Grating but ultimately humane.



A distinguished writer and English professor chronicles his experiences living and loving between American and Czech cultures.

When Katrovas (Scorpio Rising: Selected Poems, 2011, etc.) went to Czechoslovakia in 1989, he had no idea that from that moment forward, he would become a divided man. Married, he began an affair with a Czech woman and eventually wed her. In the end, he would stay with his second wife “only because [he] had children with her.” Yet his love for their three daughters was and remains “fierce and direct.” Their births gave him insight into his own odd childhood, during which he lived first on the run or on welfare with parents and then abroad in Japan with his uncle’s family. Like their father, the girls lived a life of in-between, though it was much more privileged than his own economically disadvantaged one. As they grew up and he grew into his role of father, his attitudes toward women changed. Females and female sexuality were no longer just the source of “sweet and earthly succor.” A barely functional speaker of Czech, Katrovas admits himself to be a “grudging observer” of the Czech society, in part due to the fact that its language and culture loom as ever present threats to intimacy with his daughters. At the same time, Czech society has allowed him to understand his past as well as his own culture from a unique perspective. Females in Prague, for example, can walk the streets at night in safety; yet in the American land of liberty, they cannot. It is only in the realm of rhetoric that women can express some measure of freedom. At times brutally provocative, Katrovas’ essays, which also grapple more generally with otherness, faith and the role of art in society, are nothing if not stimulating.

Grating but ultimately humane.

Pub Date: Oct. 14, 2014

ISBN: 978-1-941110-06-5

Page Count: 232

Publisher: Three Rooms Press

Review Posted Online: June 21, 2015

Kirkus Reviews Issue: Aug. 15, 2014

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If the authors are serious, this is a silly, distasteful book. If they are not, it’s a brilliant satire.


The authors have created a sort of anti-Book of Virtues in this encyclopedic compendium of the ways and means of power.

Everyone wants power and everyone is in a constant duplicitous game to gain more power at the expense of others, according to Greene, a screenwriter and former editor at Esquire (Elffers, a book packager, designed the volume, with its attractive marginalia). We live today as courtiers once did in royal courts: we must appear civil while attempting to crush all those around us. This power game can be played well or poorly, and in these 48 laws culled from the history and wisdom of the world’s greatest power players are the rules that must be followed to win. These laws boil down to being as ruthless, selfish, manipulative, and deceitful as possible. Each law, however, gets its own chapter: “Conceal Your Intentions,” “Always Say Less Than Necessary,” “Pose as a Friend, Work as a Spy,” and so on. Each chapter is conveniently broken down into sections on what happened to those who transgressed or observed the particular law, the key elements in this law, and ways to defensively reverse this law when it’s used against you. Quotations in the margins amplify the lesson being taught. While compelling in the way an auto accident might be, the book is simply nonsense. Rules often contradict each other. We are told, for instance, to “be conspicuous at all cost,” then told to “behave like others.” More seriously, Greene never really defines “power,” and he merely asserts, rather than offers evidence for, the Hobbesian world of all against all in which he insists we live. The world may be like this at times, but often it isn’t. To ask why this is so would be a far more useful project.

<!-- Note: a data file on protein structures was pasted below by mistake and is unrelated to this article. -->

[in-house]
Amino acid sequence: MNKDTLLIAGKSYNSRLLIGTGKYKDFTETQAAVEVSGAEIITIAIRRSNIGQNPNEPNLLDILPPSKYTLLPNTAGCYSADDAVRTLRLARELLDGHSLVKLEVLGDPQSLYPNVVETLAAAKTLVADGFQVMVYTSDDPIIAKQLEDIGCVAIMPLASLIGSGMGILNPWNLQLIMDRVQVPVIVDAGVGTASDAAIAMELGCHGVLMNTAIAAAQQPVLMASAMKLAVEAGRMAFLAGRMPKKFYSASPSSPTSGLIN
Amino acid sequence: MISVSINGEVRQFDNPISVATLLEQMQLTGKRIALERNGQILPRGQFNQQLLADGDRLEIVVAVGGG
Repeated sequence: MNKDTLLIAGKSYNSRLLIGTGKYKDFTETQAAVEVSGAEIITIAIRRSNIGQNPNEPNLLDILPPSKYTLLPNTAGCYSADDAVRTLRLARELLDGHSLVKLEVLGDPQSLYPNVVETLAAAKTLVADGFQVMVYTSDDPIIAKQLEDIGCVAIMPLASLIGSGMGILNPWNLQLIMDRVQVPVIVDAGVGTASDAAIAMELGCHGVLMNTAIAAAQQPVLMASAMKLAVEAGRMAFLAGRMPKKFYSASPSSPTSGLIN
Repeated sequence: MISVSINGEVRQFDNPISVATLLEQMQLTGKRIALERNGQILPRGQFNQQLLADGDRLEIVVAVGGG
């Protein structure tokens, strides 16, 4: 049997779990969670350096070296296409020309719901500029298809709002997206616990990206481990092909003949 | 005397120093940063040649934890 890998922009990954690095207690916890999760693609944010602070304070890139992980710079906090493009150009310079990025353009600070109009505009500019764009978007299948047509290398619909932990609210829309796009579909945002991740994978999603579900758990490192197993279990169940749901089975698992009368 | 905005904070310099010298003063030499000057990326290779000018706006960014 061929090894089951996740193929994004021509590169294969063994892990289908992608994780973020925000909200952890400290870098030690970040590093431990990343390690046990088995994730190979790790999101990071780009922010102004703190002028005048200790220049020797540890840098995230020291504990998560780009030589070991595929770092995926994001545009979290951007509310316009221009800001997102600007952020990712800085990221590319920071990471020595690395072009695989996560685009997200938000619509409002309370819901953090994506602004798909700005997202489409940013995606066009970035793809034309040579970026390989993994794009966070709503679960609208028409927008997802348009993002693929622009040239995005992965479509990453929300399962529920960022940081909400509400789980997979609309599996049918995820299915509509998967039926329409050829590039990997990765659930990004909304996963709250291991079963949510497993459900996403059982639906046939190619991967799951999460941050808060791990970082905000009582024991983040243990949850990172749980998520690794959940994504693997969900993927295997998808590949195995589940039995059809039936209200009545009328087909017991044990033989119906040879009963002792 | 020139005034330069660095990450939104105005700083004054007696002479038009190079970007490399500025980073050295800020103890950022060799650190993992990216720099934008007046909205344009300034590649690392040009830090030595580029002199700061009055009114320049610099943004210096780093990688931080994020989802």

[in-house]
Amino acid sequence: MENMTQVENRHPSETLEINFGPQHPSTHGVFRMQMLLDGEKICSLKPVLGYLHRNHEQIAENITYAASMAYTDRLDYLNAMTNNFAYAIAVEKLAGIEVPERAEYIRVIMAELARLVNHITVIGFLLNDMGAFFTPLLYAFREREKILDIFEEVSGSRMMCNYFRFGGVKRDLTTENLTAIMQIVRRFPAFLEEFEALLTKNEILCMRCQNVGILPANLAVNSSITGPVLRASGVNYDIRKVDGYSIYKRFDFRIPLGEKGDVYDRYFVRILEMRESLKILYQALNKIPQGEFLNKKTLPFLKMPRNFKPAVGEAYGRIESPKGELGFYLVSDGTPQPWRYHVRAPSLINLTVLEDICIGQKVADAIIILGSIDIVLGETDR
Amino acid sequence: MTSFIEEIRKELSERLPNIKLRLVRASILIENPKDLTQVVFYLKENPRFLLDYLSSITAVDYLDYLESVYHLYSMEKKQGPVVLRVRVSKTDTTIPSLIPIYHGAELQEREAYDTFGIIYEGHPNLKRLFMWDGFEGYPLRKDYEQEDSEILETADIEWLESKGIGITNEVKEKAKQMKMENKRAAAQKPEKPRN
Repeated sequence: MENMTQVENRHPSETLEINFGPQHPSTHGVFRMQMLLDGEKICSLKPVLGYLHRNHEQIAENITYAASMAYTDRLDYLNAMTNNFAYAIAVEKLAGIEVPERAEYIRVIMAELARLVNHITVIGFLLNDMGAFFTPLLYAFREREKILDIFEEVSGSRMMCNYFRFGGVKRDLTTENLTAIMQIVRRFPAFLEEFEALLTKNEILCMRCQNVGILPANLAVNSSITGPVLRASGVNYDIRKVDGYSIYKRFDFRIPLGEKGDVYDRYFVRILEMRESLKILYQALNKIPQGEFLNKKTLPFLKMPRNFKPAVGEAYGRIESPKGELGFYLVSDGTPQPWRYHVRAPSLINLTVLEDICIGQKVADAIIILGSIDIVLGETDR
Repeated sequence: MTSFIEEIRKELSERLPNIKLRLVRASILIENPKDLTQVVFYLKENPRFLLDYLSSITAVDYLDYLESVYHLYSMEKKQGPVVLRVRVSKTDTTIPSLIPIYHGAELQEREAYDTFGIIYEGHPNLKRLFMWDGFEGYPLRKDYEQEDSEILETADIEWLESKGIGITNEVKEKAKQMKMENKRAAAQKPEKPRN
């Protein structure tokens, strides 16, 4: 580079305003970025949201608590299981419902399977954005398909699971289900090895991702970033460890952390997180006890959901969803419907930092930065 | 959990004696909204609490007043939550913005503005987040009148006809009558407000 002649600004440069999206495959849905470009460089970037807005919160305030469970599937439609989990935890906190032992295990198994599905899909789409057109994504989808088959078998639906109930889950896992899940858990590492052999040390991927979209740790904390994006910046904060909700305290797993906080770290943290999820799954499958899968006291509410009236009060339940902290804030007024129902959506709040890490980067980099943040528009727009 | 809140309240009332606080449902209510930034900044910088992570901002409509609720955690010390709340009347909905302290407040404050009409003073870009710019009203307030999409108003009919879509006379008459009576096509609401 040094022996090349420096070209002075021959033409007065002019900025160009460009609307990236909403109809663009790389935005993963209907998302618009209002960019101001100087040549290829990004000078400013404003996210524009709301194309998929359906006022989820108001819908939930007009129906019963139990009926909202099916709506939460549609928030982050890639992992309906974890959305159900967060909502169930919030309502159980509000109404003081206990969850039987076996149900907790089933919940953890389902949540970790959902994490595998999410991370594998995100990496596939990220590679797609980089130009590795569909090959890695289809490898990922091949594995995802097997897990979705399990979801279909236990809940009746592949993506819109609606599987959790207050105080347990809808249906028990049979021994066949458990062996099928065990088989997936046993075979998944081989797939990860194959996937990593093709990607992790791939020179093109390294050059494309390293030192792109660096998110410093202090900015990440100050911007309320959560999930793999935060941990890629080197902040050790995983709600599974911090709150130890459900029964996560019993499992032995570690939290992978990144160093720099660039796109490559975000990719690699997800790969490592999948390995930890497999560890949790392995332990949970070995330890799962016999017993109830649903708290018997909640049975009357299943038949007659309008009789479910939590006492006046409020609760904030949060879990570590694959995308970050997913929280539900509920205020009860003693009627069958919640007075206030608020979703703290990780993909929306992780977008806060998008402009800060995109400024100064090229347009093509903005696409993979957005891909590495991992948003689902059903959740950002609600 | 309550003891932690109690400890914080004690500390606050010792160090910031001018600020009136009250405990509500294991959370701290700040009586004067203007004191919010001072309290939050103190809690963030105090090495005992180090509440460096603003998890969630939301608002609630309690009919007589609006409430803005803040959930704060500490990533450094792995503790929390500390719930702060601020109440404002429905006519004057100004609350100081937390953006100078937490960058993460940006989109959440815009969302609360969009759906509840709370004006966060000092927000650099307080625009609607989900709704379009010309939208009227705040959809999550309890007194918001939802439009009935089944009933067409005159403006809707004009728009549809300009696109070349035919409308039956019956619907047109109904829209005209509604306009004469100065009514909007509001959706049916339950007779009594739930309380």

If the authors are serious, this is a silly, distasteful book. If they are not, it’s a brilliant satire.

Pub Date: Sept. 1, 1998

ISBN: 0-670-88146-5

Page Count: 430

Publisher: Viking

Review Posted Online: May 20, 2010

Kirkus Reviews Issue: July 15, 1998

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The author's youthfulness helps to assure the inevitable comparison with the Anne Frank diary although over and above the...


Elie Wiesel spent his early years in a small Transylvanian town as one of four children. 

He was the only one of the family to survive what Francois Maurois, in his introduction, calls the "human holocaust" of the persecution of the Jews, which began with the restrictions, the singularization of the yellow star, the enclosure within the ghetto, and went on to the mass deportations to the ovens of Auschwitz and Buchenwald. There are unforgettable and horrifying scenes here in this spare and sombre memoir of this experience of the hanging of a child, of his first farewell with his father who leaves him an inheritance of a knife and a spoon, and of his last goodbye at Buchenwald his father's corpse is already cold let alone the long months of survival under unconscionable conditions. 

The author's youthfulness helps to assure the inevitable comparison with the Anne Frank diary although over and above the sphere of suffering shared, and in this case extended to the death march itself, there is no spiritual or emotional legacy here to offset any reader reluctance.

Pub Date: Jan. 16, 2006

ISBN: 0374500010

Page Count: 120

Publisher: Hill & Wang

Review Posted Online: Oct. 7, 2011

Kirkus Reviews Issue: Jan. 15, 2006

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